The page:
An additional challenge in adding local terminologies to the hive was to recreate them in a manner that would allow easy navigation in the ontology navigation plug-in of the i2b2 workbench. With legacy local terminologies, there were often no distinct hierarchies, or the hierarchies were organized in ways less familiar to clinicians and researchers. Some of the legacy systems contained coding approaches that had been modeled on the basis of financial transactions rather than clinical care--a vestigial consequence of the evolution of EMR systems from specialized hospital financial systems that preceded them--or the descriptions for some of the codes were not informative enough, and as such, could not be included directly into the hive metadata without standardizing their nomenclature, and/or mapping to controlled medical terminologies for these terms. Therefore, the i2b2 software implementation of terminologies allows for great flexibility, and some of the challenges in efficiently using metadata in i2b2, and related to data integration and metadata management in general.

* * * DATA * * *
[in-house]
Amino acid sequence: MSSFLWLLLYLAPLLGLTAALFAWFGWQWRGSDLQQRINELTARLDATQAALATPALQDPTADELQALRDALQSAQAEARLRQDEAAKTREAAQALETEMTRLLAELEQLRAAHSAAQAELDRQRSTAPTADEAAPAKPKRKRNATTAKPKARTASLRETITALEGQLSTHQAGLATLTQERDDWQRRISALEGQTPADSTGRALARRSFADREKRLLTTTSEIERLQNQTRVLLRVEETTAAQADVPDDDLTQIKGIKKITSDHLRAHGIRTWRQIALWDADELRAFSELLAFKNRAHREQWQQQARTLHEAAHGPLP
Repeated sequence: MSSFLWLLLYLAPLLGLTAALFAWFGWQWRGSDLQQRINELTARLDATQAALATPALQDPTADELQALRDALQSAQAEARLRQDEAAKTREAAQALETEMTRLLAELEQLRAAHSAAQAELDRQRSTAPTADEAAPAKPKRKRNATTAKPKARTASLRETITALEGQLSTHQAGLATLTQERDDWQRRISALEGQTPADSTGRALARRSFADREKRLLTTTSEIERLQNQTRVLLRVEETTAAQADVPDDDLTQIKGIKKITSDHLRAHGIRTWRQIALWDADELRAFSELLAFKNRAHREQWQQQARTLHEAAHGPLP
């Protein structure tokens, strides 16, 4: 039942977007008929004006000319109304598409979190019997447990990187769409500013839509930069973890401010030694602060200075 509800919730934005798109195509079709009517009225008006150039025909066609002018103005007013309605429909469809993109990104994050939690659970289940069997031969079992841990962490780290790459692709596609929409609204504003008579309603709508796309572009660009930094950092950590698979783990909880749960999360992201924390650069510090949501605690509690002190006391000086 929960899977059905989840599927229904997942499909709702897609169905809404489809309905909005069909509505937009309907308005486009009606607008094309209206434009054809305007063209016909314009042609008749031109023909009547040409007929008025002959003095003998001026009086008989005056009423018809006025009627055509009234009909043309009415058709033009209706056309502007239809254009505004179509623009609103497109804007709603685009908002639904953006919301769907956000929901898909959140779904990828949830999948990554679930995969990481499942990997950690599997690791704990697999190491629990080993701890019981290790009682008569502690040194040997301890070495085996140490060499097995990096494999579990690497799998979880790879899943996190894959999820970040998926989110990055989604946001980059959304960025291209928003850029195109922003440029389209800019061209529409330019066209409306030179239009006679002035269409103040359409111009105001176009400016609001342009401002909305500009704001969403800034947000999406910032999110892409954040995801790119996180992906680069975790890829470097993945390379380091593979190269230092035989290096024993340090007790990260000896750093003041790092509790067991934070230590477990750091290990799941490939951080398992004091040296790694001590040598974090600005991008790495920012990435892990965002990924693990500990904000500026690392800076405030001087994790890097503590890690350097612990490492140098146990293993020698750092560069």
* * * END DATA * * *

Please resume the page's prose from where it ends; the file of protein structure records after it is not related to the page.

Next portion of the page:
Temporal criteria in queries

Temporal criteria such as ranges of dates were relatively easy to model in the queries using the i2b2 workbench, and 48% (13) of the data requests in the sample contained temporal criteria. Data requests that included more complex temporal conditions in the inclusion/exclusion criteria required some amount of pre-processing and/or post-processing. In data request #25, for example, the researcher had requested data from the first week of every month for a period of one year, which would require multiple query conditions to be included, including dynamically determining the first week of a given month. Such logic can be expressed in a single SQL query, but would require multiple runs using the i2b2 workbench to get separate datasets, which would then have to be combined together. In another example, the events in the inclusion and exclusion criteria had to have occurred in a certain sequence, in order to include that patient in the study. The use of i2b2 graphical interface proved to be challenging when trying to faithfully reproduce the cohort selection criteria in the data requests with complex temporal criteria, although such criteria can be recreated properly using SQL queries.